Written by Joe Clarke
Proponents of blockchain can be certain that the day will come when articles will not start with a round of definitions
Maybe we are not quite there yet, but I don’t intend to add my definitions to those already out there, so for blockchain, distributed ledger technology (DLT), Cryptocurrencies and Smart Contracts Wikipedia offers a decent introduction.
Definitions aside, I firmly believe that these terms are well on their way to becoming as ubiquitous as another tech-term of recent times (epic, baritone voice)… ‘The Cloud’.
Now considered mainstream, Cloud and its multitude of use cases, applications and nuances continues to grow apace. Household names such as Microsoft, Google and Amazon dominate with their ‘as-a-service’ solutions and leading brands like Netflix made the move long ago, reaping the benefits to this day.
Maybe the definitive yardstick is that my Mum can offer a pretty good explanation of what The Cloud is (maybe less baritone, no less epic).
Of course, it wasn’t always so, and the early days of Cloud technology saw frenetic activity and a great deal less clarity.
A stampede of nebulous ideas burst from The Corral of The Traditional Way We Do Things, and as the dust settled businesses first adopted then adapted their approach to the cloud.
Elastic resources and OPEX commercial models brought about a shorter time to market for greater product range and choice. Service industries grew around the core tenets of Flexibility and Customer Choice. We now see Cloud Service Providers, Cloud Brokers and Cloud Consultants thriving in delivering vital advice, support and knowledge.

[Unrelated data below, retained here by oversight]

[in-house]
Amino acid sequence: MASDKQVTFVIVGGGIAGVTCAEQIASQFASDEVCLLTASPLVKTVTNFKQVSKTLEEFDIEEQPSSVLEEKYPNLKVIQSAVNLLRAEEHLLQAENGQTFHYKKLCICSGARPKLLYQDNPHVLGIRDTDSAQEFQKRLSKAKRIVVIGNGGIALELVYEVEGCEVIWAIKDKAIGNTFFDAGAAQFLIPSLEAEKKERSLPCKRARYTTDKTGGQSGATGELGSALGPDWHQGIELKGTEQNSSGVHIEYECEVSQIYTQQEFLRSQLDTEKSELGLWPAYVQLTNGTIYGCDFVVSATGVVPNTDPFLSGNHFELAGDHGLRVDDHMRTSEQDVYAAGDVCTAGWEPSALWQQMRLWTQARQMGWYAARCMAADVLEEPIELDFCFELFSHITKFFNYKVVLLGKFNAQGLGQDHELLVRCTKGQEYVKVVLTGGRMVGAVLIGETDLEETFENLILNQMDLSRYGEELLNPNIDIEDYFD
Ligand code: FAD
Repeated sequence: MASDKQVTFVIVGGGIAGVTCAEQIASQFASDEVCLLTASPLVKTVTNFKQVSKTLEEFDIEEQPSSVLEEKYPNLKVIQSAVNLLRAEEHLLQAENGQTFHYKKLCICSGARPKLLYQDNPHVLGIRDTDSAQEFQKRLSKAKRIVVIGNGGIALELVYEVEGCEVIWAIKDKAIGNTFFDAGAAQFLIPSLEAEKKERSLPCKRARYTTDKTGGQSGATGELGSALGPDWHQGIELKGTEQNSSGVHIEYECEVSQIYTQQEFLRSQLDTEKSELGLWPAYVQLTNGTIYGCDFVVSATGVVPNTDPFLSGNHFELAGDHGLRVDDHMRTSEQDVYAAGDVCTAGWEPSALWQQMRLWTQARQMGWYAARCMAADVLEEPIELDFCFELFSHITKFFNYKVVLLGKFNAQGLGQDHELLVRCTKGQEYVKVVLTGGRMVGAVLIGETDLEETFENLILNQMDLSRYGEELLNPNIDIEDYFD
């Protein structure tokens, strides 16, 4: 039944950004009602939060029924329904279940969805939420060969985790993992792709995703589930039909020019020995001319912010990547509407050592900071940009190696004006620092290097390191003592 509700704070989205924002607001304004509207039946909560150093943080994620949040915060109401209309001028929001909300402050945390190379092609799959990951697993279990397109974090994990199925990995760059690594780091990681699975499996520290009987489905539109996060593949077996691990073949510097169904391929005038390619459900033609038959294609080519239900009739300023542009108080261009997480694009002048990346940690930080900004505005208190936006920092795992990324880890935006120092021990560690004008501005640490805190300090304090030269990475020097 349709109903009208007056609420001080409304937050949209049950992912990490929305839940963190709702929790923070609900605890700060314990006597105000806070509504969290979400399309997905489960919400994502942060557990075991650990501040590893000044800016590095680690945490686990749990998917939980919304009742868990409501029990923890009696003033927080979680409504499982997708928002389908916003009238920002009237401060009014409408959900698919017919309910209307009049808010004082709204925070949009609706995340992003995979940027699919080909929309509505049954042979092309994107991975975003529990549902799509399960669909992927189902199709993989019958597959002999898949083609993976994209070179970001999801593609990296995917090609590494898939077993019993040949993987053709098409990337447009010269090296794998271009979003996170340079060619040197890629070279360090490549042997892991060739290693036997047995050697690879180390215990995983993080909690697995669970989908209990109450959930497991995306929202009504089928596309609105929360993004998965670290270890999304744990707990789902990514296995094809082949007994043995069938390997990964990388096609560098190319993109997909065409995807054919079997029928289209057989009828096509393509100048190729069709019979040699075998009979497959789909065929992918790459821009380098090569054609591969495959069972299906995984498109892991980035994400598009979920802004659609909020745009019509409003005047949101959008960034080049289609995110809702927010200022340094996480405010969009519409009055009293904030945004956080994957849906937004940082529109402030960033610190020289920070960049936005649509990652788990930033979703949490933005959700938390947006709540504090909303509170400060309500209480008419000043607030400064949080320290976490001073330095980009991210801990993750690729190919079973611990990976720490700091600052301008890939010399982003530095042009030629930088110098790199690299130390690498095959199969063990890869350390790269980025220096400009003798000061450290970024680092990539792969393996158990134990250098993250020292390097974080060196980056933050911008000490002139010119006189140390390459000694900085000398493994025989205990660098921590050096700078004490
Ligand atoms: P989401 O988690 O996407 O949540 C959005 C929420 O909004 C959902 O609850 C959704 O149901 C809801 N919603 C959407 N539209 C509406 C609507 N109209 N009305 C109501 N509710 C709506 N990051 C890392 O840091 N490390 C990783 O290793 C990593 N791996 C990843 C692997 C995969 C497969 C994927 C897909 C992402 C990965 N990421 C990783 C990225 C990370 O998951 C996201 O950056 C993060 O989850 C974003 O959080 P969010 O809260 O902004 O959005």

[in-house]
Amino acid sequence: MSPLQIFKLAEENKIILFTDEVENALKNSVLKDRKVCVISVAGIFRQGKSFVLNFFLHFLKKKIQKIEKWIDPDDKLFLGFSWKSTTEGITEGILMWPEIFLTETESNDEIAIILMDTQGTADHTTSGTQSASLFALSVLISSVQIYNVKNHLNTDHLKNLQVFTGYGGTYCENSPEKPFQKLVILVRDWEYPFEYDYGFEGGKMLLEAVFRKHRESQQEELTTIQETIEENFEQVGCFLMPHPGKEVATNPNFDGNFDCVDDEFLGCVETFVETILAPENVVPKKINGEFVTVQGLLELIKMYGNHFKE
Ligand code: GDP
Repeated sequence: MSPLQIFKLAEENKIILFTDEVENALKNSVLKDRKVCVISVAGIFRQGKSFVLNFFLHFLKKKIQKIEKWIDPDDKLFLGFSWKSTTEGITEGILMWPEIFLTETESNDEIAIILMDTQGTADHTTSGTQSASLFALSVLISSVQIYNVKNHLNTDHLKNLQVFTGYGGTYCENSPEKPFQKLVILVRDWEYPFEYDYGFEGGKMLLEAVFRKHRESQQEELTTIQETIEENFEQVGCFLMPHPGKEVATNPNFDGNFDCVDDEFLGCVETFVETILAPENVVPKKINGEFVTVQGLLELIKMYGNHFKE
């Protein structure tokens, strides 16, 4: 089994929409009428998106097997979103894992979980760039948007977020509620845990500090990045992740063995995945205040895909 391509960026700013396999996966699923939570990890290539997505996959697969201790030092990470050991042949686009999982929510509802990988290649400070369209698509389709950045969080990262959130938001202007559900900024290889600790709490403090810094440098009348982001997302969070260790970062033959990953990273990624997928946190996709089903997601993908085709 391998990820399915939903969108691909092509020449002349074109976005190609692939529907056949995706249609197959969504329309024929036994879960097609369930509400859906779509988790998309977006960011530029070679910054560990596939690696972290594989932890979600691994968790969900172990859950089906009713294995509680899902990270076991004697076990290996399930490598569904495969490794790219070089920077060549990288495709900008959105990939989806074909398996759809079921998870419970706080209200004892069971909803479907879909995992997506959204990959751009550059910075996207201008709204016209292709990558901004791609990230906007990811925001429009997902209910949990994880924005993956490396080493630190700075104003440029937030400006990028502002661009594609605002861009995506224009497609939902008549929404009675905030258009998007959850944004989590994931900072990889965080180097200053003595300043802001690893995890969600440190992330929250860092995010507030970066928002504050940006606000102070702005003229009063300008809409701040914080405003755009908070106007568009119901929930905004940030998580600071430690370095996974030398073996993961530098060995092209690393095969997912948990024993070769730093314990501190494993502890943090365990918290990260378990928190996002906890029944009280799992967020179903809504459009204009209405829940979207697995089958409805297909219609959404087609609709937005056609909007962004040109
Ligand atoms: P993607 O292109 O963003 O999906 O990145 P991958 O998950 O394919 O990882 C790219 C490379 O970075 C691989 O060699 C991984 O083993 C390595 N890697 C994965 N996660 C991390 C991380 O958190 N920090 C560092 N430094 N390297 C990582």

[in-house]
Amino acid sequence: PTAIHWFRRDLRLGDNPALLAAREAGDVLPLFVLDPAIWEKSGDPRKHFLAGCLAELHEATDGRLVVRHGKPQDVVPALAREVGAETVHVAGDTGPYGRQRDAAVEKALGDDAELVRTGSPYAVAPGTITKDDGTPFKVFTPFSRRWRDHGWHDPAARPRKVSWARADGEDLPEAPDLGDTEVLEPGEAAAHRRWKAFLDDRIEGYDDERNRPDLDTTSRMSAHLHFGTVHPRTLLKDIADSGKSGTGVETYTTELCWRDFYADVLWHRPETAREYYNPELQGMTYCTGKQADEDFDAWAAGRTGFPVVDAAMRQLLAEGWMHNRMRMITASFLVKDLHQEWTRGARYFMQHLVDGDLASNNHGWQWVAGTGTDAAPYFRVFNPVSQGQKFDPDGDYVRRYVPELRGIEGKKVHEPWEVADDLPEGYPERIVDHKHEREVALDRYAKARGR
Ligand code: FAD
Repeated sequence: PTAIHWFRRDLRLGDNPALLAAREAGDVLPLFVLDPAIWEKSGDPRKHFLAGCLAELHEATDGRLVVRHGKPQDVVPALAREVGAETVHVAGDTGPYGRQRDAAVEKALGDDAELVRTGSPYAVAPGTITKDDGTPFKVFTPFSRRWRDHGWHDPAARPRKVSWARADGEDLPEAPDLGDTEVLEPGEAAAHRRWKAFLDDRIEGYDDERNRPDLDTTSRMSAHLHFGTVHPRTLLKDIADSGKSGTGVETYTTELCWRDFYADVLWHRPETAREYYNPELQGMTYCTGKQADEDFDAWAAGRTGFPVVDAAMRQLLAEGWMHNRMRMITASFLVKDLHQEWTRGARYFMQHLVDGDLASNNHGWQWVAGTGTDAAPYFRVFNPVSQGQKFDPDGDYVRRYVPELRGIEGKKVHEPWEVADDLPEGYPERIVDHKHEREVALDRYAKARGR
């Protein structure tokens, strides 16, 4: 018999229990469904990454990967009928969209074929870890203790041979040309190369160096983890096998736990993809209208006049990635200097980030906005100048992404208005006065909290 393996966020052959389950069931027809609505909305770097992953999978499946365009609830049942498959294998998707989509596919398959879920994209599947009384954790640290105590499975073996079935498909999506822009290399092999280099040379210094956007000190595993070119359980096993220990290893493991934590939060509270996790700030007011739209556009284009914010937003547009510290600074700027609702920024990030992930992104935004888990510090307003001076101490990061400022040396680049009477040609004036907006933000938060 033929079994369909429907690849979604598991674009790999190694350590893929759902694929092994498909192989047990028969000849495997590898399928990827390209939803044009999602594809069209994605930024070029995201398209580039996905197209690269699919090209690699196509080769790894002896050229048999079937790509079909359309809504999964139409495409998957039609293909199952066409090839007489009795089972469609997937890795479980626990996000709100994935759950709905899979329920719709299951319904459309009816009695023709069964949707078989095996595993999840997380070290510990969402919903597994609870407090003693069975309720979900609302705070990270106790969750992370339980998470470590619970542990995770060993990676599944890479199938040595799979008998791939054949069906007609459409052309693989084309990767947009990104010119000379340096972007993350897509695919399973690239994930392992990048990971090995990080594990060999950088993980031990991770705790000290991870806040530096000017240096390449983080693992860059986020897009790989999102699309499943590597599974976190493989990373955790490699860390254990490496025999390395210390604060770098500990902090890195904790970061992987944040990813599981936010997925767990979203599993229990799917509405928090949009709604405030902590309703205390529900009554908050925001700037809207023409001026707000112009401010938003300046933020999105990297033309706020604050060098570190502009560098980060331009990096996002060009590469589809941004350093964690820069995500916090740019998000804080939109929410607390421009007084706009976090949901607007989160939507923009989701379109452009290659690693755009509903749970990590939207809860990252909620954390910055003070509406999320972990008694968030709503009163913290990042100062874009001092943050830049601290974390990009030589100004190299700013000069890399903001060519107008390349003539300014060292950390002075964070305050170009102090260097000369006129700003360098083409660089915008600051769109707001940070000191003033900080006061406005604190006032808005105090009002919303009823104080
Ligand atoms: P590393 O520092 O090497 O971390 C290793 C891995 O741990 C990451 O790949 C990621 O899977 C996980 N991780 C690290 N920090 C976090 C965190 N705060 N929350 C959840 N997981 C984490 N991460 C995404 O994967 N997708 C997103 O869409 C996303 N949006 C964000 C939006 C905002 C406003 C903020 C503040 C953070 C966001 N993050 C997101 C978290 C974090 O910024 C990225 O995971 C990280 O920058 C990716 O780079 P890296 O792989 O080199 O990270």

Now blockchain has knocked down the gates of its pen and is on a disruptive cross-vertical rampage. Whilst Bitcoin rapaciously consumed the column inches like a misbehaving Hollywood starlet, the Healthcare, Logistics, Legal and Manufacturing industries all embraced new decentralised processes and methodologies. The notorious cryptocurrency may have calmed in recent months, but many developments continue for blockchain elsewhere.
Various territories are openly and progressively addressing issues of regulation with Malta recently becoming the first country globally to establish regulatory frameworks offering supportive legislation for innovative blockchain pioneers and established players alike.
Some things however will not change. The decentralisation of transactions does not remove the need for connected, secured, and supported networks. The need for flexible, elastic and easily deployed IT resource does not cease to exist. Having knowledgeable, capable and experienced suppliers to provision, monitor and manage the underlying infra remains vital, and in some instances becomes even more crucial.
As with the Cloud beforehand, technology providers will evolve and adapt to this nascent technology
BMIT are Malta’s leading provider of Cloud, Data Centre and Managed Services, operating our own PCI-DSS and ISO:27001 compliant Public Cloud, Private Network and Data centres. From spinning-up a single VM to hold your wallet, to hosting your platforms and applications, we offer unparalleled expertise and experience in keeping online businesses online.